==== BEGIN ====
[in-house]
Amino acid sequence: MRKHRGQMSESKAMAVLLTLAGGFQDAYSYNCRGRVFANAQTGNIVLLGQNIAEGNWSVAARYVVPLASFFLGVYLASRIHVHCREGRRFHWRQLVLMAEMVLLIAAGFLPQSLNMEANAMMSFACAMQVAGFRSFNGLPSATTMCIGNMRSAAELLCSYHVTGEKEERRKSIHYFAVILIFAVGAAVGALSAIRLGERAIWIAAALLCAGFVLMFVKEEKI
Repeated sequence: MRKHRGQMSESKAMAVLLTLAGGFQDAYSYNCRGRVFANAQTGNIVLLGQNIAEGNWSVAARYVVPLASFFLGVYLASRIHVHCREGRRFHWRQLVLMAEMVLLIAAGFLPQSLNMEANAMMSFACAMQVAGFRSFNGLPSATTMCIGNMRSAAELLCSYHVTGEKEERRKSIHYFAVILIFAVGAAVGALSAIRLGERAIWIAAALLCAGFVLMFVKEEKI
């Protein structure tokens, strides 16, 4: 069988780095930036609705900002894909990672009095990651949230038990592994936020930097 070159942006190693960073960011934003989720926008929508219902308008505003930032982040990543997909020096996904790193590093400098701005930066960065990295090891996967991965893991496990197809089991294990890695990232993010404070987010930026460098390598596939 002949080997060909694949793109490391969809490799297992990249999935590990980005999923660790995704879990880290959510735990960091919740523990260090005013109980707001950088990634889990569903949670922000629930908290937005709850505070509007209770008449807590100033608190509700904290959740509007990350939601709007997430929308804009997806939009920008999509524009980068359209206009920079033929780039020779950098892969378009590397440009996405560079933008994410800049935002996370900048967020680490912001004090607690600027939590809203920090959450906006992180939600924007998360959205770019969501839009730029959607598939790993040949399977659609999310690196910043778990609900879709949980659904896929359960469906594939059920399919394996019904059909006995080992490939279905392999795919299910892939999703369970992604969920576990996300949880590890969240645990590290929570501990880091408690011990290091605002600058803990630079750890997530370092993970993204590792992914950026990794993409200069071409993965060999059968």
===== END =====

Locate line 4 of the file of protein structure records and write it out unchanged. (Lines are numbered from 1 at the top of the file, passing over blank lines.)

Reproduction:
């Protein structure tokens, strides 16, 4: 069988780095930036609705900002894909990672009095990651949230038990592994936020930097 070159942006190693960073960011934003989720926008929508219902308008505003930032982040990543997909020096996904790193590093400098701005930066960065990295090891996967991965893991496990197809089991294990890695990232993010404070987010930026460098390598596939 002949080997060909694949793109490391969809490799297992990249999935590990980005999923660790995704879990880290959510735990960091919740523990260090005013109980707001950088990634889990569903949670922000629930908290937005709850505070509007209770008449807590100033608190509700904290959740509007990350939601709007997430929308804009997806939009920008999509524009980068359209206009920079033929780039020779950098892969378009590397440009996405560079933008994410800049935002996370900048967020680490912001004090607690600027939590809203920090959450906006992180939600924007998360959205770019969501839009730029959607598939790993040949399977659609999310690196910043778990609900879709949980659904896929359960469906594939059920399919394996019904059909006995080992490939279905392999795919299910892939999703369970992604969920576990996300949880590890969240645990590290929570501990880091408690011990290091605002600058803990630079750890997530370092993970993204590792992914950026990794993409200069071409993965060999059968």